Smith was now following a surprising number of different paths for, in addition to his law studies, he went twice a week to Syracuse University where he was undertaking graduate studies in history, modern languages and mathematics. He also continued his love for travelling making visits to both Central America and to South America. His father, Abram Smith, had been elected as a judge of Cortland County in 1867 and served in this role for 16 years. After retiring from the bench in 1883 he set up with his son as A P & D E Smith. We note that at Abram Smith's his funeral it was said: "No attorney in the history of this county ever worked harder or more successfully for clients without expectation of reward than he did." In 1884 David Smith was admitted to the bar and was also awarded the degree of Master of Philosophy by Syracuse University.

Now with a Master's degree and setting out on a promising career in law, Smith received a request by the Cortland Normal School to help them out by teaching some mathematics courses, standing in for an absent teacher. This he did and discovered not only a love for mathematics but also a love for teaching. When the Principal of Cortland Normal School, delighted with Smith's performance, offered him a permanent position, he was happy to accept. Not only did he teach but over the next couple of years he continued to undertake certain tasks as a lawyer in his father's firm. However, remarkably, he also continued with his graduate studies at Syracuse University. He received a doctorate in the history of fine arts in 1887 for his thesis Polygnotos Ethographos, Polygnotos the Painter of Character, gave up his work as a lawyer and, at Cortland Normal School, added the teaching of the history of mathematics to his teaching of arithmetic, algebra, plane geometry, solid geometry, and trigonometry. On 19 January 1887 he married Fanny Taylor (12 February 1865 - 11 January 1928) who had been born in Cortland, New York, the daughter of Charles Culver Taylor and his wife Sarah Stickles.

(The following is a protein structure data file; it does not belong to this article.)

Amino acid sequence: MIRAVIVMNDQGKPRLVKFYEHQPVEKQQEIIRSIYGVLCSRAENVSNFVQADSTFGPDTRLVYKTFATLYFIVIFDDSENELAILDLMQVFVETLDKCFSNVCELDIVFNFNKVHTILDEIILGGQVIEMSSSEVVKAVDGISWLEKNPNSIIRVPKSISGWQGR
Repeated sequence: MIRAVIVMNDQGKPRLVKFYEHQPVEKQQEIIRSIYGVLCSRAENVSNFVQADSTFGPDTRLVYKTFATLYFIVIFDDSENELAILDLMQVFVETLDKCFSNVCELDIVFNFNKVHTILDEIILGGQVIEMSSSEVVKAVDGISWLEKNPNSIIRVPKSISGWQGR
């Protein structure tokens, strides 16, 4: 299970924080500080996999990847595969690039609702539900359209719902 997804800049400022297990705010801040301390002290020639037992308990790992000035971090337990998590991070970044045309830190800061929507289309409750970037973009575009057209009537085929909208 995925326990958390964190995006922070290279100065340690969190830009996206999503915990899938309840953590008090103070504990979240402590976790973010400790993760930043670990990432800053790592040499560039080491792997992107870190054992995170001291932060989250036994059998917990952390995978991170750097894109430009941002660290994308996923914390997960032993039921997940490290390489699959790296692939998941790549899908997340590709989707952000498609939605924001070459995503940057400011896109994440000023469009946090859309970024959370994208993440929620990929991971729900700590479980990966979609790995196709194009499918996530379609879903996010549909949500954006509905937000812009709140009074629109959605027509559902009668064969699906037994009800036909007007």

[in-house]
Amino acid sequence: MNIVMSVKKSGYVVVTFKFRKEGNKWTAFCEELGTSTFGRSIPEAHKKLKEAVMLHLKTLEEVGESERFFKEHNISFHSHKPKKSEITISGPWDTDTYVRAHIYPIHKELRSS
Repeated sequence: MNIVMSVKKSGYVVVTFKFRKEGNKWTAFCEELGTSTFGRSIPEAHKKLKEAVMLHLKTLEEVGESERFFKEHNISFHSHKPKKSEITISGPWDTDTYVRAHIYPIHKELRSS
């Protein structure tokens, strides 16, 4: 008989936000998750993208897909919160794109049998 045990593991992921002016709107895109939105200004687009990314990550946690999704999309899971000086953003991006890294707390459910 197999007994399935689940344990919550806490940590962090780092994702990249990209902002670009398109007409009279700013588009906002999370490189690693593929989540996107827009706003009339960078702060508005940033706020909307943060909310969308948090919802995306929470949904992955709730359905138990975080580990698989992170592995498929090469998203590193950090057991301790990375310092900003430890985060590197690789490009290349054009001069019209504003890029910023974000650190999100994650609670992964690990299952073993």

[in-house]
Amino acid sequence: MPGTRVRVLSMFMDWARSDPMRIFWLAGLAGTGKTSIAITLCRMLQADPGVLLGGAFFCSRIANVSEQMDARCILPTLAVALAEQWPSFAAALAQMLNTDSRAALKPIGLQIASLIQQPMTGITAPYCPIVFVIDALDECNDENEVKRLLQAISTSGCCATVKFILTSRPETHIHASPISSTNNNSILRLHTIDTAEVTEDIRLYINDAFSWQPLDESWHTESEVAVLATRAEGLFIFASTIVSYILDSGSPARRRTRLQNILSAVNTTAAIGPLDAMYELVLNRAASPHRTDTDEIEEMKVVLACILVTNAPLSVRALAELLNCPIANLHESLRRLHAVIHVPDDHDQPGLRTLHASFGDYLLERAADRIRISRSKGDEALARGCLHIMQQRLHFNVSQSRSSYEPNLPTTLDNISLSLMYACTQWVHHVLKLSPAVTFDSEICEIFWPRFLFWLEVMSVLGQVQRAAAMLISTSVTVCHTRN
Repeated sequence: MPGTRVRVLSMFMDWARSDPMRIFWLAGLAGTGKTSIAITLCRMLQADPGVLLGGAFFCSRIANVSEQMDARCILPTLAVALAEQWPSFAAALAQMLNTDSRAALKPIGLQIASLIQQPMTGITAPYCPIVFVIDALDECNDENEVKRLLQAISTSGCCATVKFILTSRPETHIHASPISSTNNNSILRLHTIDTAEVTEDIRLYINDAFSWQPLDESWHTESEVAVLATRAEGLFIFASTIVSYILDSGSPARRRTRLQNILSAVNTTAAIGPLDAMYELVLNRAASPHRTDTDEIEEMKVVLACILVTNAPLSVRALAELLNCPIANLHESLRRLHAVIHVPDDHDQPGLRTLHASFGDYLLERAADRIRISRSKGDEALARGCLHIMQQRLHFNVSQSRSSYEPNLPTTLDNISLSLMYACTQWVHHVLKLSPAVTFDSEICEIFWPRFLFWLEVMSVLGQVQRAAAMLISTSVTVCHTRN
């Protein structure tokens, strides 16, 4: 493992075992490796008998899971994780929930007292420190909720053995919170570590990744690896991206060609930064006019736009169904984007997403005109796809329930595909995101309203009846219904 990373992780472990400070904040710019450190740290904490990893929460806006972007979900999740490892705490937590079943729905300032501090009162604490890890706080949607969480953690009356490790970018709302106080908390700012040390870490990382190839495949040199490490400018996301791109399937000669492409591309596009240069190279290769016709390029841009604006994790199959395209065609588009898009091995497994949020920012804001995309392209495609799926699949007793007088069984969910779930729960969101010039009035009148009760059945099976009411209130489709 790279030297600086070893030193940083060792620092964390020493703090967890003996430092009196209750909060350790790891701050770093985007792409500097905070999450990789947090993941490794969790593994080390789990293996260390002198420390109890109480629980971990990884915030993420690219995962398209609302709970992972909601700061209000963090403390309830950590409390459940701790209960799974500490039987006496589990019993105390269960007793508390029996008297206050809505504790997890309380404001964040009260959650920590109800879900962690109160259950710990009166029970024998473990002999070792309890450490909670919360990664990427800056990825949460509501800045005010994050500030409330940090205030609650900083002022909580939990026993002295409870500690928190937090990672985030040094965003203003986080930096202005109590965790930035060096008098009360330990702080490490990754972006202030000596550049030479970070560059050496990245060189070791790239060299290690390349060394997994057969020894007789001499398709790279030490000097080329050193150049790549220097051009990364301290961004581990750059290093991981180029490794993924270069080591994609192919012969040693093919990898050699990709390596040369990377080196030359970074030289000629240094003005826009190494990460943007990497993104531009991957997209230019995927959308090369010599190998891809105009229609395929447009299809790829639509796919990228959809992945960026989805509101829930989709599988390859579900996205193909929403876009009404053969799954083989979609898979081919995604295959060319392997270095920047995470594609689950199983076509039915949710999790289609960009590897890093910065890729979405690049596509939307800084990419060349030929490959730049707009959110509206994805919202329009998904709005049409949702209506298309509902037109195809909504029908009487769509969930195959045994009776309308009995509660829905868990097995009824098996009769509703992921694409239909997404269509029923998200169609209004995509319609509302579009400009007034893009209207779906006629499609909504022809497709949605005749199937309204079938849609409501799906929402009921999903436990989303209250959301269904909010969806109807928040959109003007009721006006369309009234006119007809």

By 1891, having taught for seven years at Cortland Normal School, he was given leave of absence for a year to go to Göttingen, Germany, to study advanced mathematics with Felix Klein. Before setting out for Germany, however, he received an offer of the chair of mathematics at the Michigan State Normal School at Ypsilanti, which was affiliated to Michigan University. He decided that he would accept this offer and not take the year at Göttingen. At Ypsilanti he began to develop the ideas on mathematical education for which he became famous. He began writing textbooks with W W Beman, their first being Plane and Solid Geometry (1895) and the next being Higher Arithmetic (1897). He also began publishing papers such as: Note on Mr Ellwood's remarks on division (1894); Question on the origin of the symbol % (1894); The recent progress of standard time (1895); Sex in mathematics (1895); Sources for study of the trisection problem (1895); Emile-Michel-Hyacinthe Lemoine (1896); The evolution of method in arithmetic (1896); History of modern mathematics (1896); Arithmetic in rural and village schools (1897); The Michigan state normal school (1897), and On the course in the history of mathematics in the Michigan state normal college (1898). We see from this list that Smith was publishing on both mathematical education and on the history of mathematics. At Ypsilanti, in addition to reorganising the department and the teacher training courses, he also built up a mathematics library of over 700 items. Smith himself wrote in the "Michigan State Normal College Yearbook, 1897-1898" that:-